Aside from a three-year-long civil war, thousands of Yemenis are also dealing with another problem: poor healthcare.
As battles rage between regime forces and Houthi rebels, supported by Saudi-led coalition forces and Iran-backed fighters respectively, hospitals in the Arab country are struggling to accommodate cancer patients.
The National Oncology Centre in Sanaa admits 600 new cases each month, but beds are limited. The few available are reserved for children, meaning many are forced to receive treatment from a chair or in the waiting area.
But despite growing demand for its services, the centre received just $1 million funding last year from state entities and international aid groups.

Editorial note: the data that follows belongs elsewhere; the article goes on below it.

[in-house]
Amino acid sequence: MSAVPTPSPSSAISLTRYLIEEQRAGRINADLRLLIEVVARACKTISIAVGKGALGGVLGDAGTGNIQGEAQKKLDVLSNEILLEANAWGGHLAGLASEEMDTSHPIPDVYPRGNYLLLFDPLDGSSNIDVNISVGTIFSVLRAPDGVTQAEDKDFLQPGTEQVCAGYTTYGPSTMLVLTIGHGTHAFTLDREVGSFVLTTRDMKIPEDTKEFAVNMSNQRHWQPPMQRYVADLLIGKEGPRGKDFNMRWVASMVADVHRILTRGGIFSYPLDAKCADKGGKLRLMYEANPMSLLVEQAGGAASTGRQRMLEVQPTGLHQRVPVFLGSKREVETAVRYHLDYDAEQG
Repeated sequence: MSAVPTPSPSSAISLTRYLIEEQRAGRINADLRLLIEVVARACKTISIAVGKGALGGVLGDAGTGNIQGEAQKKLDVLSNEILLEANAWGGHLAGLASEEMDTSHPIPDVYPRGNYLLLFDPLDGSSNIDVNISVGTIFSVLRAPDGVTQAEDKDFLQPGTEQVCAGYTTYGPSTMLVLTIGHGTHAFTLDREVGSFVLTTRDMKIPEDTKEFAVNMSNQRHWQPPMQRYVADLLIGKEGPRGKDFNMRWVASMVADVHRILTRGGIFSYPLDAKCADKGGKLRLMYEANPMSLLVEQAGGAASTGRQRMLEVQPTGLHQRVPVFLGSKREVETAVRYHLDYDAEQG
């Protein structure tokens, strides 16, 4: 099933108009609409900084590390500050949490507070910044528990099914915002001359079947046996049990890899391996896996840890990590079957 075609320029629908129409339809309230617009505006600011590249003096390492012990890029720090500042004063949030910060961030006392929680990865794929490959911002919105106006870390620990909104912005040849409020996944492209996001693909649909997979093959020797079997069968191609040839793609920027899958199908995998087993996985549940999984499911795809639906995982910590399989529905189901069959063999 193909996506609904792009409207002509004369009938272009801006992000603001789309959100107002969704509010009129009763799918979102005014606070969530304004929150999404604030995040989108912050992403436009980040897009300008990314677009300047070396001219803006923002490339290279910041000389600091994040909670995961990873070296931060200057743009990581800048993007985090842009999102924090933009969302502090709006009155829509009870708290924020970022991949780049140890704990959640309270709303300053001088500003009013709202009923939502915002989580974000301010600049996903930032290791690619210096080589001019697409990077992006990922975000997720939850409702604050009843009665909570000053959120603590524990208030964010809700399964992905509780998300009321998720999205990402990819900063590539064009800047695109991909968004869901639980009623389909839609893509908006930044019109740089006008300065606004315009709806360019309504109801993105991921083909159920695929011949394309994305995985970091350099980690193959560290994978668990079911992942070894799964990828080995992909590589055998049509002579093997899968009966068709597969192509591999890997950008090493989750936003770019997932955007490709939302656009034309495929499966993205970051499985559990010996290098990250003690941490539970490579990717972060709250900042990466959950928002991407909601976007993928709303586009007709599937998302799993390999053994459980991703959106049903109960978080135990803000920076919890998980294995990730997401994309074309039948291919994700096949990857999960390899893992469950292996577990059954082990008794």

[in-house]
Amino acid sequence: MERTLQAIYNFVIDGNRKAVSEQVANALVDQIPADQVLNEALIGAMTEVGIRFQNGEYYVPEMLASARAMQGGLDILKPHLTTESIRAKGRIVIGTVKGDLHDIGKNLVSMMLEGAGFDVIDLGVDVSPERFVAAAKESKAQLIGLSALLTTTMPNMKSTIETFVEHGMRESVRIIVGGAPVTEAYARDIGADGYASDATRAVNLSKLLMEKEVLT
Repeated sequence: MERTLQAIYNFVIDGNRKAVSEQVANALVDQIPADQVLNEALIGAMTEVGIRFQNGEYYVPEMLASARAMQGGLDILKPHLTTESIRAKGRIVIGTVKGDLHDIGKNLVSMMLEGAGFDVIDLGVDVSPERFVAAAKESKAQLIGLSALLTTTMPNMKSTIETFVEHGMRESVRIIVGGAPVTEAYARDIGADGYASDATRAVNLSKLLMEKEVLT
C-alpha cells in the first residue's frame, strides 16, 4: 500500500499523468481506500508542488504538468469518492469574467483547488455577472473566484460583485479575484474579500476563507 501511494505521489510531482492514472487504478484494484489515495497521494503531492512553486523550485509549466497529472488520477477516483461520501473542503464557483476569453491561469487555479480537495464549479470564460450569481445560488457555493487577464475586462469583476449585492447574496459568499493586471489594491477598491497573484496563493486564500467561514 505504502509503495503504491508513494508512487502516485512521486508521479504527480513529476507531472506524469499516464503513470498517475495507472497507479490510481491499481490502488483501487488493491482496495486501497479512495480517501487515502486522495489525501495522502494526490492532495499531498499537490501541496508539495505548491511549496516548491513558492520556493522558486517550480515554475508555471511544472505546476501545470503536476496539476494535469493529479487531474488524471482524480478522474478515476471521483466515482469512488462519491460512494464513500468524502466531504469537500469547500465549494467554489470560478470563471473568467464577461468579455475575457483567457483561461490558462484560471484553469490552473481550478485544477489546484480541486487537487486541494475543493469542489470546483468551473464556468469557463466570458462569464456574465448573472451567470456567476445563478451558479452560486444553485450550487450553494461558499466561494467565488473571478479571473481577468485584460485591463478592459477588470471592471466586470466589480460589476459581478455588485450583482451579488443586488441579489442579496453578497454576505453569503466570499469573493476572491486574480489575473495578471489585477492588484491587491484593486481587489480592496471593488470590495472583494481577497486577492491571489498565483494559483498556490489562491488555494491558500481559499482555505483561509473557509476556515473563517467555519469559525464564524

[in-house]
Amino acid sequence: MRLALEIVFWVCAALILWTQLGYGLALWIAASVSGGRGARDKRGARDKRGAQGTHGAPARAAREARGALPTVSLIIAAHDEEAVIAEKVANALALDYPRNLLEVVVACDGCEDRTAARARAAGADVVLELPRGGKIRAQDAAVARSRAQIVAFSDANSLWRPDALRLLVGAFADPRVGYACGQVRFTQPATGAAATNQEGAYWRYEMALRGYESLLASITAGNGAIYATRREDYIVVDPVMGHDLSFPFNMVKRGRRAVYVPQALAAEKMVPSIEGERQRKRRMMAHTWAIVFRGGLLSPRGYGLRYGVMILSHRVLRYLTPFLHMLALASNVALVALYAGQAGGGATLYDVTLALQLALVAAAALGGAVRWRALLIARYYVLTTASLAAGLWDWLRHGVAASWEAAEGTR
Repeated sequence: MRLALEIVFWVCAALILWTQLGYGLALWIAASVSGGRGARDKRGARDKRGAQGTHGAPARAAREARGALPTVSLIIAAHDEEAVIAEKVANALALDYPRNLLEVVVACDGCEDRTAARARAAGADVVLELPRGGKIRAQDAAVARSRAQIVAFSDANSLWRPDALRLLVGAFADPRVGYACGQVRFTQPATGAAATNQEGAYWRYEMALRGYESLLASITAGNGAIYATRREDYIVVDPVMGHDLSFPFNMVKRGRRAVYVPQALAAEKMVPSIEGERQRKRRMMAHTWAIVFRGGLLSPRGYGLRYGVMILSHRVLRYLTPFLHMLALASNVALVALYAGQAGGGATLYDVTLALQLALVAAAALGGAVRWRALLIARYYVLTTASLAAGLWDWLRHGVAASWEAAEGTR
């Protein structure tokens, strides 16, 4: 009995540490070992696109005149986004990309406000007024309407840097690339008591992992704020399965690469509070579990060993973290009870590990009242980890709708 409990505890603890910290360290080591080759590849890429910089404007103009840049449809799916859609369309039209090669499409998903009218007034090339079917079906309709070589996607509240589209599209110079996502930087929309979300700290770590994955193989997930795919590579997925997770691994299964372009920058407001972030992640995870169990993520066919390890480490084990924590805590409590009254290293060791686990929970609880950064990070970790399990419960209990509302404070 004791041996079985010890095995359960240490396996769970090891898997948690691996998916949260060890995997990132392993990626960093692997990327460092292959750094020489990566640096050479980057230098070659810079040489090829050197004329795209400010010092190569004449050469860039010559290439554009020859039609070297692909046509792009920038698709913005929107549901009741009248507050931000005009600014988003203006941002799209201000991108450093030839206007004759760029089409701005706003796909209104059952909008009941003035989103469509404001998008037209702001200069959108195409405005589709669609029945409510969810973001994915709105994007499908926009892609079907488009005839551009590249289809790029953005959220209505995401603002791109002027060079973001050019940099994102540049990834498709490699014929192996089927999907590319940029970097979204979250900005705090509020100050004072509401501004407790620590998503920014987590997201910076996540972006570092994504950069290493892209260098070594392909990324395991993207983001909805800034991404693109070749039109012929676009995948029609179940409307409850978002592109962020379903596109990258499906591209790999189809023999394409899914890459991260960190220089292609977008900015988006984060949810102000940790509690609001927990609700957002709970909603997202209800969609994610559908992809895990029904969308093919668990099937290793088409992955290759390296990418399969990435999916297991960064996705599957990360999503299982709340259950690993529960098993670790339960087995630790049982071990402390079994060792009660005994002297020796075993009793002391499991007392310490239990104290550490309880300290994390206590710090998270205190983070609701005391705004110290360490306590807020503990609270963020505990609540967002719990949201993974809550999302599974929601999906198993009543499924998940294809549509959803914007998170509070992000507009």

And treatment for patients is unaffordable for many.
"I spent all our valuables and had to borrow a lot of money to cover the expenses of my daughter's treatment," Khaled Ismael says of his 17-year-old daughter, Radhiya, who had her left arm amputated due to cancer. "In the end, we couldn't afford a good treatment."
"Because of our inability to travel abroad, my daughter did not get enough treatment and her arm had to be amputated," he added. "The war has devastated our lives."
Reuters photographer Khaled Abdullah visited the oncology area of several Yemeni hospitals to show their plight, and photographed cancer sufferers staying in charity houses or living with their illness at home.
The World Health Organization (WHO) estimates that there are around 35,000 people suffering with cancer in Yemen, with 11,000 new diagnoses made each year.
Meanwhile, the civil war has resulted in the deaths of more than 6,500 civilians.